We believe that patients and families should select a proportion of the analyses and be encouraged to contribute as much as they can to analyses; their perspective is obviously particularly critical outside hospital. Their perspective will help us understand the longer term safety problems and to develop new techniques and innovations. This perspective might seem utopian and to require huge resources; it would certainly require some careful organisation and the use of technology to bring in some participants. As before though, quality is more important than quantity. A relatively small number of thorough investigations can produce a huge amount of useful information about the vulnerabilities, defences and resilience of the healthcare system.

Frontline teams, with management support, can initiate a much wider and more strategic programme of risk management than is currently the case. We could envisage the development of a decision tree in which different strategies and interventions could be considered sequentially, both separately and in combination, as candidates to enhance safety in any particular setting and in response to identified problems. Improving standards of practice is the most common approach to safety on the frontline and, if achievable, is an obvious and necessary first step. Next there are multiple ways of improving the wider system, though many are not in the control of frontline teams. A critical task is to identify points in the system where inefficient processes and poor reliability are forcing time wasting and potentially dangerous workarounds; the adaptations are of course necessary at the time but wasteful in that they are simply a compensation for other deficiencies rather than a necessary response to problems or crisis. Coping in the short term is admirable and may be in the best interests of that particular patient but the longer term this attitude is detrimental to safety in that it simply prolongs the underlying problems and removes any incentive for change. Risk controls, achieved with professional and management consensus, protect both patients and staff and could bring order and calm to currently chaotic systems. In emergencies of course risk controls can and should be over-ridden.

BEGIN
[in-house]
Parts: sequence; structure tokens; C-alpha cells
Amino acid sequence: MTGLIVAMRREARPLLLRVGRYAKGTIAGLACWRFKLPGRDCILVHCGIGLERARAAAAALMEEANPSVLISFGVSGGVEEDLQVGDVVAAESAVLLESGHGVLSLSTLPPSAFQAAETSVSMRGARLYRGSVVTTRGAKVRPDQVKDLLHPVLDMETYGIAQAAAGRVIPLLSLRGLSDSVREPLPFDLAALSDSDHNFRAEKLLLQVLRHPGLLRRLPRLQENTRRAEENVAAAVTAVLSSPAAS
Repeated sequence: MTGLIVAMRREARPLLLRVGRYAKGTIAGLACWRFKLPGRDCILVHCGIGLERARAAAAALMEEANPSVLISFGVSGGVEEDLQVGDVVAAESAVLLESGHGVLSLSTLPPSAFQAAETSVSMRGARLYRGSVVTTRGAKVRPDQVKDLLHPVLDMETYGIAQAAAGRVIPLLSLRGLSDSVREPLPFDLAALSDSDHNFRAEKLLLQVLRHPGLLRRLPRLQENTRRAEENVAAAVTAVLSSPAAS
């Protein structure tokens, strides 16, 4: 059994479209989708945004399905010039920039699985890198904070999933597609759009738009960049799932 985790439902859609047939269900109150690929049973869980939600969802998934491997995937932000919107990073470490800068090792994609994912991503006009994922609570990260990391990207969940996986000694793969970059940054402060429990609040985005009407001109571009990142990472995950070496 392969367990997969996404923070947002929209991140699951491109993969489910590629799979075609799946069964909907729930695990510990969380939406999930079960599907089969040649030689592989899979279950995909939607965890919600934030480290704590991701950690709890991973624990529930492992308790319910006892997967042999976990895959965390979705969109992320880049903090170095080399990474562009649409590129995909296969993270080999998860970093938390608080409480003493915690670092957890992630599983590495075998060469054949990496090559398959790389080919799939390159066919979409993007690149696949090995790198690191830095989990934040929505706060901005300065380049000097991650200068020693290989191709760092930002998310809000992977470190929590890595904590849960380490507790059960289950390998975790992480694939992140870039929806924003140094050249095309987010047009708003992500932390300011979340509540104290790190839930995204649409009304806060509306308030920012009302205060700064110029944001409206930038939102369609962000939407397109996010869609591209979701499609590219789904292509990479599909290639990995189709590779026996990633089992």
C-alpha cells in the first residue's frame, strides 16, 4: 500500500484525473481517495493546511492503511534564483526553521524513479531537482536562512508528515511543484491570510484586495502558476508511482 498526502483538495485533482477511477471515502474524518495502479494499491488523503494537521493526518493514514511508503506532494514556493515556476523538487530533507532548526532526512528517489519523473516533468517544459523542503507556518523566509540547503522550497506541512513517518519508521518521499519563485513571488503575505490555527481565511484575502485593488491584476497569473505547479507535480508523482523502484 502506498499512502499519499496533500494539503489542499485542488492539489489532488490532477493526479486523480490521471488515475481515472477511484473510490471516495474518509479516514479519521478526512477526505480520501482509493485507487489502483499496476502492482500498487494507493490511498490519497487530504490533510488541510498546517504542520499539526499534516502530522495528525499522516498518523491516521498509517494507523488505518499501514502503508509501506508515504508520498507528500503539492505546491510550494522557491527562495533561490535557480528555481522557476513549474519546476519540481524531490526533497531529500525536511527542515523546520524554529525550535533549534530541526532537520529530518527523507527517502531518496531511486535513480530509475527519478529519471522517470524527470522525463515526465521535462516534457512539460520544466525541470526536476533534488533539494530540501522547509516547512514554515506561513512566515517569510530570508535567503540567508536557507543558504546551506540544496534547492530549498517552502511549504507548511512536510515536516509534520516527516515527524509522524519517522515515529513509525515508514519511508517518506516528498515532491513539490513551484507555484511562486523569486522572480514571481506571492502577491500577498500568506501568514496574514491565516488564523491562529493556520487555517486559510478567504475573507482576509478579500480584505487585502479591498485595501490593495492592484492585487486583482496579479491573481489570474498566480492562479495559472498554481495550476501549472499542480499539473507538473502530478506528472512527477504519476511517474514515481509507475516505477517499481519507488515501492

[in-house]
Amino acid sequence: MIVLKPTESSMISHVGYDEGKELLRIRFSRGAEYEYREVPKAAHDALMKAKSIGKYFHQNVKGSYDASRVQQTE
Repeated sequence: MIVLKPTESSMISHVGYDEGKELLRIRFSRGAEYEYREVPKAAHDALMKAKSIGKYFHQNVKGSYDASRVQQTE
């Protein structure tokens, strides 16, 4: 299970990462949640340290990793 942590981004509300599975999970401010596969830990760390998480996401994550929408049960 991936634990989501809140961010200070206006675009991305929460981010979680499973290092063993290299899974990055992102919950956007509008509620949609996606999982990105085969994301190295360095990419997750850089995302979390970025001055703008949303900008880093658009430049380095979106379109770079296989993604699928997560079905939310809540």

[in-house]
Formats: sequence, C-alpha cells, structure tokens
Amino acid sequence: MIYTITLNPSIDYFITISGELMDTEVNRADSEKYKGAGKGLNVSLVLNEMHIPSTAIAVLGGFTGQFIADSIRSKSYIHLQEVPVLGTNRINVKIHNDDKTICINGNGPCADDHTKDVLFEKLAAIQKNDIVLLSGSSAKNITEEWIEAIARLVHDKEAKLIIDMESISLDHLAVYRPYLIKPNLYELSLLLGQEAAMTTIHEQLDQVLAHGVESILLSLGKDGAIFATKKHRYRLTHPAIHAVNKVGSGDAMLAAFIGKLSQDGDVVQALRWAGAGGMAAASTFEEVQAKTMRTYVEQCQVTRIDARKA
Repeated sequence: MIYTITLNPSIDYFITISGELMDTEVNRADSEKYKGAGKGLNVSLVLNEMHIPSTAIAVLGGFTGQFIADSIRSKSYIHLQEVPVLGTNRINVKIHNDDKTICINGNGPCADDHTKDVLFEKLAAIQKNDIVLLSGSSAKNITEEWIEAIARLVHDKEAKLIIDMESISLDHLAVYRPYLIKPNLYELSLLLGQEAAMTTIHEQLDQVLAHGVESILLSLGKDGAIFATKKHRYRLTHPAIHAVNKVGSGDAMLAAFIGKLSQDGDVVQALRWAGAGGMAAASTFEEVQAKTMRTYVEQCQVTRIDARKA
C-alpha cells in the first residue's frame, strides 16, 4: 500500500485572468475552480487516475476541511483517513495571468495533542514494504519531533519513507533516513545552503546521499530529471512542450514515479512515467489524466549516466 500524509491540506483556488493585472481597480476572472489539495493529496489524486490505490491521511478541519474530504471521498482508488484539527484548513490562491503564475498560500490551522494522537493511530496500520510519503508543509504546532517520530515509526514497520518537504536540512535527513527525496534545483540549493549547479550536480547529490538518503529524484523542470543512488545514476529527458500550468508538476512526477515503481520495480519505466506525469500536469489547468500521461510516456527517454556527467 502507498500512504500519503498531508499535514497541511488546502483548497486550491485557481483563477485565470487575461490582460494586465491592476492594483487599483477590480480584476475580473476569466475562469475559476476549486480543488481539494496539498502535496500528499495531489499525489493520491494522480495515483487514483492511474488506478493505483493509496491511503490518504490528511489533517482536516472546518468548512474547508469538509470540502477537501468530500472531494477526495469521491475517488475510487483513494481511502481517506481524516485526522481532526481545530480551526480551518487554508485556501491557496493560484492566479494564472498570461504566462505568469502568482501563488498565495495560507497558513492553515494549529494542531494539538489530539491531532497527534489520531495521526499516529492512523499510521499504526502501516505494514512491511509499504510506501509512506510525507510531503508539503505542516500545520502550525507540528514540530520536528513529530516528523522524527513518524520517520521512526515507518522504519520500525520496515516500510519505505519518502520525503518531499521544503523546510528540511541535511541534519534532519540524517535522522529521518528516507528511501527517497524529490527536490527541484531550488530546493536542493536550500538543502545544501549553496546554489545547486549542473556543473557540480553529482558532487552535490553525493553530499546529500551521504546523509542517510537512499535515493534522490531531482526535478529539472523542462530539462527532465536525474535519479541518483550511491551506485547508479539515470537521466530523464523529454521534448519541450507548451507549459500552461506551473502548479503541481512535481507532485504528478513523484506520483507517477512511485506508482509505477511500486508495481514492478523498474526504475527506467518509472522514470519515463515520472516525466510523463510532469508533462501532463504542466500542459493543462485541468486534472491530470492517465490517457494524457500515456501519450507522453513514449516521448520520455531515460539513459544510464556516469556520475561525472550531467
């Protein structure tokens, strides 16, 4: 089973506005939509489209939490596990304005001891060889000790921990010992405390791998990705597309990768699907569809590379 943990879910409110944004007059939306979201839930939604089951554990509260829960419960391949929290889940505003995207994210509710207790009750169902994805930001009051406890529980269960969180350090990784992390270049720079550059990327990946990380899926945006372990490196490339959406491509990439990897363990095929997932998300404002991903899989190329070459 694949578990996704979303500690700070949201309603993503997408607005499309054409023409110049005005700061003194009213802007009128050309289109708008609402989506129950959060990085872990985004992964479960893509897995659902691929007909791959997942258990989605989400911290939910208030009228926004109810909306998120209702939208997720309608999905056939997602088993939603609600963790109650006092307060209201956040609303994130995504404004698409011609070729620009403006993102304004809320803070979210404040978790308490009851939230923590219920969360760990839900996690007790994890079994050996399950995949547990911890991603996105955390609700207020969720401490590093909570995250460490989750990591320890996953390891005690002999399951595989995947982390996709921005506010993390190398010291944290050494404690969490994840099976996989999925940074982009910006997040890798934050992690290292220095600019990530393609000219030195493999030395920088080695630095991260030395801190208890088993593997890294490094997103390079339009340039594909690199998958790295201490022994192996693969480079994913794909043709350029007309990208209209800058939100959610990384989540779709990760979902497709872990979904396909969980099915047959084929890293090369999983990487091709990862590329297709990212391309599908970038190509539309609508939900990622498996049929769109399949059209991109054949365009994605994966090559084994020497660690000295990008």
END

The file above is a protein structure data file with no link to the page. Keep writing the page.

Monitoring, adaptation and response can be misused but is nevertheless an absolutely critical safety strategy at every level of the system. A great deal has been achieved in team training in anaesthesia, surgery, emergency medicine and other clinical contexts. The skills of monitoring, cross checking and other features of human factors team training are widely taught and such programmes have been shown to improve safety and clinical outcomes. We need to devote much more energy to understanding how people at every level of the system adapt and respond to safety critical issues and develop methods of preparation and training in these skills.

One important direction of travel would be a parallel exploration of how these and other strategies are used by managers, particularly those directly involved in clinical services. Managers constantly adapt and firefight; how much is necessary and how much unnecessary and due to poor systems? Which strategies and interventions are currently used day-to-day and at times of crisis and which would be optimal? We in no way wish to denigrate the skill and dedication of managers who go to extraordinary lengths to maintain safety. Rather, we want to move away from ad hoc improvisation towards explicit and planned interventions, preparation and training in the use of a portfolio of strategies and interventions. A huge amount could be learned from studying the ways managers adapt and cope and by refining this into a more strategic approach. A customised safety training programme for managers, or perhaps pairs of managers and clinicians, would be high on our wish list for the future of safety.

Implications for Executives and Boards

In the United Kingdom and some other countries boards governing healthcare institutions include people from other sectors who bring very different expertise and perspectives. To an engineer, for instance, it can be very difficult to appreciate that what is tolerated in healthcare is very different from what is tolerated in engineering. Incidents brought to the attention of boards are often understood as horrifying and unusual departures from best practice, rather than as the inevitable by-product of the multiple vulnerabilities of an overstretched system. The most critical realisation at board level is the recognition of the extent of poor reliability, difficult working conditions and the corresponding necessity for ad hoc improvisation and cutting corners that is frequently necessary and often actively encouraged. Even clinical members of boards, who know this from daily experience, may struggle to make this explicit. This is a necessary background understanding to any effective action on safety and the inevitable compromises and trade-offs necessary in the delicate and fluctuating balance between finance, safety, quality and patient experience.